It is suggested that this combination therapy with amoxicillin + clavulanic acid should be considered as a first-line treatment for patients hospitalized due to erysipelas or bacterial cellulitis, if other factors did not preclude the use of this therapy.



Interventions for cellulitis and erysipelas.

There is a need for trials to evaluate the efficacy of oral antibiotics against intravenous antibiotics in the community setting as there are service implications for cost and comfort.

Practice guidelines for the diagnosis and management of skin and soft-tissue infections.

  • D. StevensA. Bisno J. Wade
  • Medicine
    Clinical infectious diseases : an official publication of the Infectious Diseases Society of America
  • 2005
It is the recommendation of this committee that patients with soft-tissue infection be distinguished by signs and symptoms of systemic toxicity (e.g., fever or hypothermia, tachycardia [heart rate,] and so on).

Severity assessment of skin and soft tissue infections: cohort study of management and outcomes for hospitalized patients.

SSTI in hospital is associated with significant mortality, and choice of empirical therapy is not evidence based, with significant under-treatment of severely ill patients.

Management and morbidity of cellulitis of the leg

Important but often neglected therapeutic suggestions are the inclusion of benzylpenicillin in all cases without a contraindication, assessment and treatment of tinea pedis, use of support hosiery, and serological testing for streptococci to confirm the diagnosis in retrospect.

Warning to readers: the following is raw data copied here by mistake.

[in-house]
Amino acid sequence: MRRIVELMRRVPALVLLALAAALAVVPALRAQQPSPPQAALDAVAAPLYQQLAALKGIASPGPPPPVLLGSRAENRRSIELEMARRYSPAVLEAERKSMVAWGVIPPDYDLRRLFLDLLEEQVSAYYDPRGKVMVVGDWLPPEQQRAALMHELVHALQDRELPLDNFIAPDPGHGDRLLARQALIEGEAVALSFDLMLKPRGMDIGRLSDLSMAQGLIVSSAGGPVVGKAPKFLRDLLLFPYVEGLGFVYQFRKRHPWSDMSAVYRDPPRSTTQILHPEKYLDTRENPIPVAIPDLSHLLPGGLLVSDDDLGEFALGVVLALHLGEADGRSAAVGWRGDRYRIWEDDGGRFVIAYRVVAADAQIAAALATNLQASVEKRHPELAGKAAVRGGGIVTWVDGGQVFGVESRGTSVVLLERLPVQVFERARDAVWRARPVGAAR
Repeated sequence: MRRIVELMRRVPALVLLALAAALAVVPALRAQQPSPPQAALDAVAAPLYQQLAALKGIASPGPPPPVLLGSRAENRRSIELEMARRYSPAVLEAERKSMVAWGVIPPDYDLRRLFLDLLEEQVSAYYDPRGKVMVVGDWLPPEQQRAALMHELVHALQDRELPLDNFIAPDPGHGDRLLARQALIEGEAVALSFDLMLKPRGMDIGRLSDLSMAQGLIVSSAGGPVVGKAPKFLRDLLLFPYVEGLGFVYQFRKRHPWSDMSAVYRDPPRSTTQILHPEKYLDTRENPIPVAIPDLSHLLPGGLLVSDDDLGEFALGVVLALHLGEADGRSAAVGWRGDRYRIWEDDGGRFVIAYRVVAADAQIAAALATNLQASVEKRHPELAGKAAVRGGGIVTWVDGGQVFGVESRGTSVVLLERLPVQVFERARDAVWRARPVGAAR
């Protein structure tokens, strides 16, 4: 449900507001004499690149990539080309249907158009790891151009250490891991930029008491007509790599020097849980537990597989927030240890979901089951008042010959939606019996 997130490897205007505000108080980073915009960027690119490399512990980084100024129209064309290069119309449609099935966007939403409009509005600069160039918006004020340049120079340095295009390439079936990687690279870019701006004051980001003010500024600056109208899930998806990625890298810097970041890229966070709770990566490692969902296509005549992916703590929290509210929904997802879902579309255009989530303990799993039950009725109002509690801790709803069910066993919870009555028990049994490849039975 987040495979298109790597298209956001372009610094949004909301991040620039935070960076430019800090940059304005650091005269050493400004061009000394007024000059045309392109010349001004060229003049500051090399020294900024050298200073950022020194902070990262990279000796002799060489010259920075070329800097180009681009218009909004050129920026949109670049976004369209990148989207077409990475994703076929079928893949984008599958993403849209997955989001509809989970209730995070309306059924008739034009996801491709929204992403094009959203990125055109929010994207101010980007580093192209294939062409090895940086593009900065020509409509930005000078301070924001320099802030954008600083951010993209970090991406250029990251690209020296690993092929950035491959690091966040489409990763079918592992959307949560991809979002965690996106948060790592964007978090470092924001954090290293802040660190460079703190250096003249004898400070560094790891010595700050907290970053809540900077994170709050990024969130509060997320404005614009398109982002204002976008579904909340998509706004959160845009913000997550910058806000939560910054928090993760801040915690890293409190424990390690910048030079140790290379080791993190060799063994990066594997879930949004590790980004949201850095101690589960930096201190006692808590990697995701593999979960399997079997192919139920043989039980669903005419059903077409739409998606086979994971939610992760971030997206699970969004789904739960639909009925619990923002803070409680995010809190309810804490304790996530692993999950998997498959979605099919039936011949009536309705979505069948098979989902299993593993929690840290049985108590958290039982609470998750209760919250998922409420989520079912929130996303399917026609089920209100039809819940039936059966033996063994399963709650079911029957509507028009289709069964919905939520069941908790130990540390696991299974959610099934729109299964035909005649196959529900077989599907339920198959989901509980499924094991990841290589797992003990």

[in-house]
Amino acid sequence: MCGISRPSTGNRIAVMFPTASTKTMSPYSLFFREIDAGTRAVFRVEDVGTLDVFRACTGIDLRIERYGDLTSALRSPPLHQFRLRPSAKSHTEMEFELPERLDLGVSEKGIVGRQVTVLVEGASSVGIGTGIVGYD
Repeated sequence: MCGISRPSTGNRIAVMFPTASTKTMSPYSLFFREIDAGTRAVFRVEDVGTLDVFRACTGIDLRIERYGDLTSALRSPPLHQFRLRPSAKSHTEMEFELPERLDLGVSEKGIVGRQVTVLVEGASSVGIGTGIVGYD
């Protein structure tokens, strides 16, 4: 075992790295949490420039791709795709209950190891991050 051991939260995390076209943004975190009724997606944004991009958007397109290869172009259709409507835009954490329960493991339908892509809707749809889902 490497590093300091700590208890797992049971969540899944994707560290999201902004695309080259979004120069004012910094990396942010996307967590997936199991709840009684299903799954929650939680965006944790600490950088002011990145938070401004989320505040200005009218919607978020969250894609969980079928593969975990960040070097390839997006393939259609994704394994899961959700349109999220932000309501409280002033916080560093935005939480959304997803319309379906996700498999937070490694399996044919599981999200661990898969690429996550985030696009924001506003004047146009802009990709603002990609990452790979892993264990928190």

Diagnostic accuracy in patients admitted to hospitals with cellulitis.

The capability of this VCDDSS to assist primary care physicians with generating a more accurate differential diagnosis (DDx) when confronted with patients presenting with possible skin infections is demonstrated.

The effect of soft-tissue ultrasound on the management of cellulitis in the emergency department.

Soft-tissue US changes physician management in approximately half of patients in the ED with clinical cellulitis, which may guide management of cellulitis by detection of occult abscess, prevention of invasive procedures, and guidance for further imaging or consultation.

Staphylococcus aureus is the most common identified cause of cellulitis: a systematic review

The most common aetiology of cellulitis with intact skin, when it can be determined, is S. aureus, outnumbering group A streptococcus by a ratio of nearly 2:1.

Cost-effectiveness of blood cultures for adult patients with cellulitis.

The yield of blood cultures is very low, has a marginal impact on clinical management, and does not appear to be cost-effective for most patients with cellulitis.

Tetracyclines as an Oral Treatment Option for Patients with Community Onset Skin and Soft Tissue Infections Caused by Methicillin-Resistant Staphylococcus aureus

The expanded-spectrum tetracyclines appear to be a reasonable oral treatment option for patients with community onset MRSA SSTI in areas where MRSA strains are susceptible to the tetrACYclines.

Microbiologic evaluation of cutaneous cellulitis in adults.

Clinical features, including temperature, white blood cell count, and erythrocyte sedimentation rate, were not predictive of positive aspirate, biopsy, or blood cultures.